Council voted unanimously to move voting precinct 105 from the Convocation Center to Godwin Hall.

Mark Finks, Harrisonburg director of elections, told the Council that the electoral board had weighed five different criteria for choosing a new location, the highest being on-campus student access. 

The other four criteria were off-campus student access, disability accommodations, availability and space — each respectively given weight from 1-5.

The two final choices presented to the board were JMU X-Labs and Godwin Hall.  

Ultimately, the choice centered around student access; with Godwin Hall’s location, parking and the only on-campus score of 5, the electoral board voted 2-1 to choose Godwin Hall as the new precinct.

“Godwin meets the spirit of what we’re looking for,” Finks said. 

Finks said that unless the Council took action that night, precinct 105 wouldn’t have a space to vote for a potential June primary election. 

Jones asked if there would be any burdens on JMU for signage and accommodations. 

Finks said the city has been working closely with JMU officials on the process of the move, and that while nothing is concrete yet, only minor adjustments will be needed with no major construction in the works.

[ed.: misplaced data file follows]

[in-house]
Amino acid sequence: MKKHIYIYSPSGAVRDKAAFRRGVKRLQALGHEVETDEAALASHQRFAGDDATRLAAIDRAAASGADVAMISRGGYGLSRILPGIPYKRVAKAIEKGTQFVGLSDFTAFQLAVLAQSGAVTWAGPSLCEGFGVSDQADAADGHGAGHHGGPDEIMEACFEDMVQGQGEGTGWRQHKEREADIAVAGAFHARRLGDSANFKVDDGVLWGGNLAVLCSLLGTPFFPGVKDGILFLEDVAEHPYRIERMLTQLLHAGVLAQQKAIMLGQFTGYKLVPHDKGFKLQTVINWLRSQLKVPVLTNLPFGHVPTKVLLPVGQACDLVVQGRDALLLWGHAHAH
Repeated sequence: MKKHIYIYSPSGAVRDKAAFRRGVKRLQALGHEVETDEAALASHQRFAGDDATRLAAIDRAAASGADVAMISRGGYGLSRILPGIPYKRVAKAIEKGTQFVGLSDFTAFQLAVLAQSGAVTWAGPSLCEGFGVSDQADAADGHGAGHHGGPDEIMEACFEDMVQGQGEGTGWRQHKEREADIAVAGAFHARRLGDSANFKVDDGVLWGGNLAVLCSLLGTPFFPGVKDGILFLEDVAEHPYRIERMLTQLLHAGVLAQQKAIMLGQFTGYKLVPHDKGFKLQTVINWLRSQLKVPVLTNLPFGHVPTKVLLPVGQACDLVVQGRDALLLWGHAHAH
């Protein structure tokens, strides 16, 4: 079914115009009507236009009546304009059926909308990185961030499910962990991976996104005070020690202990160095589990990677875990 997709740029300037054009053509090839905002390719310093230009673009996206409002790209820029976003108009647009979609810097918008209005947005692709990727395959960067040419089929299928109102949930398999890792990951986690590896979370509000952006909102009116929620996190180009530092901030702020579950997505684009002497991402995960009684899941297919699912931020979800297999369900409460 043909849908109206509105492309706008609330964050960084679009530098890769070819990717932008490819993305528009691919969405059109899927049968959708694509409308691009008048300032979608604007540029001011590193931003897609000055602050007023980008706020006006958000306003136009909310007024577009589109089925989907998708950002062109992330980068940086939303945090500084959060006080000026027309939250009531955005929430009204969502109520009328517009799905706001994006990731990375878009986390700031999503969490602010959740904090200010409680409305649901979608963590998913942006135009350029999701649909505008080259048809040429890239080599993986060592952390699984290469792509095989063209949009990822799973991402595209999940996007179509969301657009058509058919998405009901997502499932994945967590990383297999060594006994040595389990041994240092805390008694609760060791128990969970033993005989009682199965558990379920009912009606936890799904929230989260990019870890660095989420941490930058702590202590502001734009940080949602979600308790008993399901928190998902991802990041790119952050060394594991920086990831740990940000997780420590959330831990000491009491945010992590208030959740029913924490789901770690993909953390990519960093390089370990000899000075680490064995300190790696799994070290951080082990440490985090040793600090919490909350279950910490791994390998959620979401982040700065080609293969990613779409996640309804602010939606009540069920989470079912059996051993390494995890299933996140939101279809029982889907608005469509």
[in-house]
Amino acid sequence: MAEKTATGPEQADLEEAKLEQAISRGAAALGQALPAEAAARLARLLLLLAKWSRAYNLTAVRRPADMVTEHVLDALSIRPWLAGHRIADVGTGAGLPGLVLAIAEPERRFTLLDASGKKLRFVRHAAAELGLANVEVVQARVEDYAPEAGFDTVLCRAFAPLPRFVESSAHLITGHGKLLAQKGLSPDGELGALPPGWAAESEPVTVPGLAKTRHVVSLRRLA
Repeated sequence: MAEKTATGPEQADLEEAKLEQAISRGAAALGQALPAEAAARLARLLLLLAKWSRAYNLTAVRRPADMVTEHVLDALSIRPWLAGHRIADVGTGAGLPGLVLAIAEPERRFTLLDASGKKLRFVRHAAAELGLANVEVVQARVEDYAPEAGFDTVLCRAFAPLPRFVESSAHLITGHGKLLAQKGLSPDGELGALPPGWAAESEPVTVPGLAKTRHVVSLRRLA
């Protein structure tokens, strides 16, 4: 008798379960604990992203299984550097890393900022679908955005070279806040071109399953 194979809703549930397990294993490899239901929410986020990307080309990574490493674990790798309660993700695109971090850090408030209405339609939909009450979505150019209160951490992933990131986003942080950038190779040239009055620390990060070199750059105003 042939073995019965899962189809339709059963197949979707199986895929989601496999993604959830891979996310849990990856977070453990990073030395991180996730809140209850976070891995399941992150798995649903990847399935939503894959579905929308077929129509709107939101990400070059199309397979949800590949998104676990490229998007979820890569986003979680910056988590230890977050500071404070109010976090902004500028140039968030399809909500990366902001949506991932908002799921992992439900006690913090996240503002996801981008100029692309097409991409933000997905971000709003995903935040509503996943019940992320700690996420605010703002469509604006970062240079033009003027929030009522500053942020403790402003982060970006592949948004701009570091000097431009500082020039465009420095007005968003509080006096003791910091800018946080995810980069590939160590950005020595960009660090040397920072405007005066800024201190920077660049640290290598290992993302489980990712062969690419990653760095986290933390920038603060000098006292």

Romero said he was concerned with the communication for the students and asked how they would be informed of the changes. Finks said letters will be sent out to all registered voters regarding the new precinct change for 105 if approved.

Senior Grayson Fontaine and freshman Caroline Park-Stucker of JMU College Democrats came out with bipartisan support for the move to Godwin Hall as JMU’s precinct.

“Godwin is the most accessible location for students — the central location of the campus,” Fontaine said.

Council endorses 2040 Report

The council unanimously endorsed the Downtown 2040 Report as presented.

Director of Economic Development Brian Shull said over the last year, the community has been fully engaged in the development of the 2040 Downtown “road map.”

“This plan is the result of a community-driven process to learn from teachers, students, workers, first responders and parents to form a vision for their downtown,” Shull said. 

Councilwoman Laura Dent said she looks forward to the green improvements of solar panels and electric charging that are present in the plan.

Councilman George Hirschmann said he hopes the plan isn’t “written in stone,” with Shull confirming the length of the plan, stating that things can and will change over 20 years. 

Jones said he felt good looking into the future after all the studies the city has conducted to collect the data for the plan but that where the development comes from is crucial.

“We have to be careful that this isn’t a license to create unnecessary expenses,” Jones said. “Let’s try to emphasize the private in the public and private investment.”

Contact JJ Hensley at henslejj@dukes.jmu.edu. For more coverage of JMU and Harrisonburg news, follow the news desk on Twitter @BreezeNewsJMU.

CORRECTION (3/12/22 3:14 p.m.): A previous version of the article stated that Grayson Fontaine is a member of JMU College Republicans, but he's a member of JMU College Democrats. The article has also been updated to reflect this.